Post 7 looks at public service job cutting and the link to productivity. Some key messages from the Centre for Policy Development report False Economies: Unpacking public sector efficiencies are discussed. The post identifies the importance of defining public value so that any changes to resource levels can be made in the knowledge of the impact they will have on the value produced.

Post 8 presents an imaginary script for an episode of Gordon Ramsay’s ‘Kitchen Nightmare’ in which he assesses the performance of local government as if it were a restaurant.   Hopefully it is both entertaining and thought provoking. What would Gordon Ramsay say?

In post 9 some emerging characteristics of people and councils are discussed. Obligatory empiricism, oblivious narcissism, and consensual lying are put forward as reasons why councils always seem to learn everything from scratch, leaders set out to meet their own needs first, and why people tell others what they want to hear for the sake of convenience.

Post 10 draws a ‘line in the sand’ with a discussion of the changes that have impacted in Victorian local government since the 1990’s. Part history lesson and part explanation of the present, the post concludes that the most influential change has been to the tenure of the CEO and their increased dependence on the goodwill of their council for survival .

Planning in local government gets a thorough airing in posts 11, 12, 18, 19, and 20. In posts 11 and 12 the current organisational planning processes is critiqued. Posts 18 and 19 suggest ways to better integrate planning. Post 20 discusses the role of the Council Plan.  All posts provide commentary on how to develop plans that are realistic, achievable and focused on delivering the value expected by the community. Constraints identified include the need to work within legislated requirements and the need for leadership to really understand ‘the business’ to be able to implement a ‘top down’ and ‘bottom up’ planning process.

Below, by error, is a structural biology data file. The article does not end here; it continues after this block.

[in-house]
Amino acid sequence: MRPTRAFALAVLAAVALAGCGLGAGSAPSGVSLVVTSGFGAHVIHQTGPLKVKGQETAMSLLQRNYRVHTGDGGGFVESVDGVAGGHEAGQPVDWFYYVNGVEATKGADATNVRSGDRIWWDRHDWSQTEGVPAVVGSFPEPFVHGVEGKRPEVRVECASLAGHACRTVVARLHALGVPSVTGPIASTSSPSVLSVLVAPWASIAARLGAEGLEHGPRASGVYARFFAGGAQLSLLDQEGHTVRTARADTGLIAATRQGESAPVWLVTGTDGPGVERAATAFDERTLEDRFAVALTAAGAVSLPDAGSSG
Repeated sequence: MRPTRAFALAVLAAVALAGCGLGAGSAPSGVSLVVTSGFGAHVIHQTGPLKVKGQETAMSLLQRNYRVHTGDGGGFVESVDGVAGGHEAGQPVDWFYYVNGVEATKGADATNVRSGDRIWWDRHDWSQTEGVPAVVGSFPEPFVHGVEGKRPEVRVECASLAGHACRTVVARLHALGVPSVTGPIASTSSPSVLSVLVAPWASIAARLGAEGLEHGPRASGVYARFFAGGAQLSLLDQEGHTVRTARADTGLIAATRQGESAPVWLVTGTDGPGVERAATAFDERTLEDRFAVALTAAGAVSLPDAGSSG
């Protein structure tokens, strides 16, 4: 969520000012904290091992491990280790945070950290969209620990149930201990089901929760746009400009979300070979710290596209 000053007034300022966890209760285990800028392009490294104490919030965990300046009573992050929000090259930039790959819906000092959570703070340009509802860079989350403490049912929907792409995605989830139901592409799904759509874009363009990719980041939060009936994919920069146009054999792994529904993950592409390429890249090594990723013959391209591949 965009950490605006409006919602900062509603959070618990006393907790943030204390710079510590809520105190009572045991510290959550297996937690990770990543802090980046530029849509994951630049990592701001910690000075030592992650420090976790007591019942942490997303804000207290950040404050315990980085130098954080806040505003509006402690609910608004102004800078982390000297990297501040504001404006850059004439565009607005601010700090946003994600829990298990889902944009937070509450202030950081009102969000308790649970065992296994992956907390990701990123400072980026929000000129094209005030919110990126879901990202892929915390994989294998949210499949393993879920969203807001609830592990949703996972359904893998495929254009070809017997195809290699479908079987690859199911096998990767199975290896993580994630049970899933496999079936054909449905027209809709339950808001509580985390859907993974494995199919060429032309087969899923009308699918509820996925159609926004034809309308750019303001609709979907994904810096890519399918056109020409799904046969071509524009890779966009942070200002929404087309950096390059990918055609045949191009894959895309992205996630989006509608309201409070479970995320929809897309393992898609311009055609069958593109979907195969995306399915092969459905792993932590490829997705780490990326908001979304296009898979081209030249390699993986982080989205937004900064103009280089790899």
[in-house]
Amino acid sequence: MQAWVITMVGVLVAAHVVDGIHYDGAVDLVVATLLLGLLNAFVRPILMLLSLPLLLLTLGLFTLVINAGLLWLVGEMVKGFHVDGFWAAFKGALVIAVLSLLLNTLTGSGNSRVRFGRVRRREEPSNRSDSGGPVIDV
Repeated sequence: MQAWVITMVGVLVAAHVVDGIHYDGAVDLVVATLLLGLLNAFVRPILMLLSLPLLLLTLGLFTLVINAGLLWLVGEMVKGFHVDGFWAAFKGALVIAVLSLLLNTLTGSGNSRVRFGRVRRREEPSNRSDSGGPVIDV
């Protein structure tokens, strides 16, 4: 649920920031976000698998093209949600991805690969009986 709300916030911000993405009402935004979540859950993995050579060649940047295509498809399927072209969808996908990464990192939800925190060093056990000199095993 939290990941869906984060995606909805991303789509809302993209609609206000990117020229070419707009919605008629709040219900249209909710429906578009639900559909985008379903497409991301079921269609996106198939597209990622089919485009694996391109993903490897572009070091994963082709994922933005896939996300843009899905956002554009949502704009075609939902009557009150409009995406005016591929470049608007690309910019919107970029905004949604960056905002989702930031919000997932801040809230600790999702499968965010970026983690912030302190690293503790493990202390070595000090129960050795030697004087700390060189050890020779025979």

In post 13 the role of policies and strategies is discussed. Are they becoming convenient but ineffective solutions to difficult problems, devices to avoid doing something that needs to be done, or just a way to be seen to be doing something?

Post 14 is an attempt to explain why councils stick with conventional organisational structures and avoid dealing with cross-functional processes; why systems seek to control risk and increase compliance without regard for producing public value; and why council culture encourages people to avoid making decisions. The discussion centres on what an organisational culture survey, an ABEF organisational self-assessment, and the Executive’s risk appetite can reveal.